So here we are. As promised at the end my GF 80mm ƒ/1.7 lens review, I've received the Fujifilm Instax Share SP-3 printer and 8 film packs totaling 80 exposures. I've never owned or printed using Instax so I decided to use one pack of film to print a full spectrum of recent shots; a couple of portraits with 2 printed directly from the camera, monochrome, vivid color, high contrast, golden hour and my personal processing style. I wanted to get a good feel for the film's dynamic range, color, contrast and sharpness. While the film is traditional instant pack film, the printer works by projecting the image on an 800 x 800 dot, micro-OLED display that exposes the film, basically a digital form of the optical projection used to expose pack film in a traditional Polaroid Land camera. Because it's not fully optical and the micro-OLED is so, uh, micro, I wanted to see how far I could stretch it so I can make adjustments to my shooting style for the best results.
With the recent resurgence in film, I've begun to lust after shooting film again. Maybe I'm romanticizing the days when film was the only option but I Long for it just the same. The main driving factor behind my recent purchase of a Fujifilm GFX-50S was a desire to slow down my photographic process; medium format digital requires me to be more deliberate in my photography with its slow focusing, slow shooting and high resolution demanding an extremely stable platform for the best results. Something else that has the same demands? Film.
There are a handful of professional YouTubers like Tony & Chelsea Northup who, despite all of the facts proving otherwise, insist on claiming that smaller sensors have less bokeh, or increased field of view, compared to “full frame” sensors. Even worse are all of the morons, both pros and amateurs, who simply regurgitate their bullshit.
While some of my lenses are weather sealed, most are not, and I began to fear for the worst: Lens mold. None are moldy or otherwise show any defect, but I don't want any future problems, especially if I end up swapping or selling a few of my lenses. Instead of relying on these gel packs, which are hard to recharge in the microwave due to being sealed in plastic baggies, decided to buy a sealed case from the only manufacturer of them that I fully trust: Pelican.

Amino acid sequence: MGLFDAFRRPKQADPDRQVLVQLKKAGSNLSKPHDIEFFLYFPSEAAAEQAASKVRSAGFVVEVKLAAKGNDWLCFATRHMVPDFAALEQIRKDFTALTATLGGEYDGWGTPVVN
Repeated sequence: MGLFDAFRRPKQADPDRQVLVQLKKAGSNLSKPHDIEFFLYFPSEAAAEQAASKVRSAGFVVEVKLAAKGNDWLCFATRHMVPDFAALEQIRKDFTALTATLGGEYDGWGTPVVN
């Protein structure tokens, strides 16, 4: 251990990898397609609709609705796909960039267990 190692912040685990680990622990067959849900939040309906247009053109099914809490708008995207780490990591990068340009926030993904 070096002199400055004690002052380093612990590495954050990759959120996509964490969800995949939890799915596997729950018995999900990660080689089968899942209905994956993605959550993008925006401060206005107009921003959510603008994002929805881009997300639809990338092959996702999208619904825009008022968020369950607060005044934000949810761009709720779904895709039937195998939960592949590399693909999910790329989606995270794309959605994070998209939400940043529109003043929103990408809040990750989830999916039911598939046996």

Short and sweet, there are 3 reasons why you should support your local camera store, even if you're a greedy, arrogant and selfish bastard: Actual products on display, instant gratification, and the added value of a local professional.
When I review a product, I want to make it plain that I do not receive products to review nor am I paid to do these reviews. When I review a product, it's something I've bought with my own money after days or weeks of research to ensure it will meet my needs. Because of that, my reviews will usually end positively, and that's the only reason why. I don't review things I have never owned, been gifted or am paid to write about. I don't seek out manufacturers or sellers and attempt to persuade them into gifting me a product in exchange for a review and "exposure." I am not a "mommyblogger" or an unemployed housewife with a camera. I will never shake down a product manufacturer nor refer to myself as a "social influencer." I review products because I like doing it, I enjoy trying new products and prefer to use brands that are less popular. It's these choices that I hope give my reviews a little more value due to scarcity. These are my opinions and my opinions only...
I've always been interested in photography but never had the patience to learn the basics. when i was in my pre-teens, my father bought a Canon AE-1 for himself based on the recommendation of my uncle. he just wanted a quality camera to take family photos. mind you, this was back in the 80's, nearly... Continue Reading →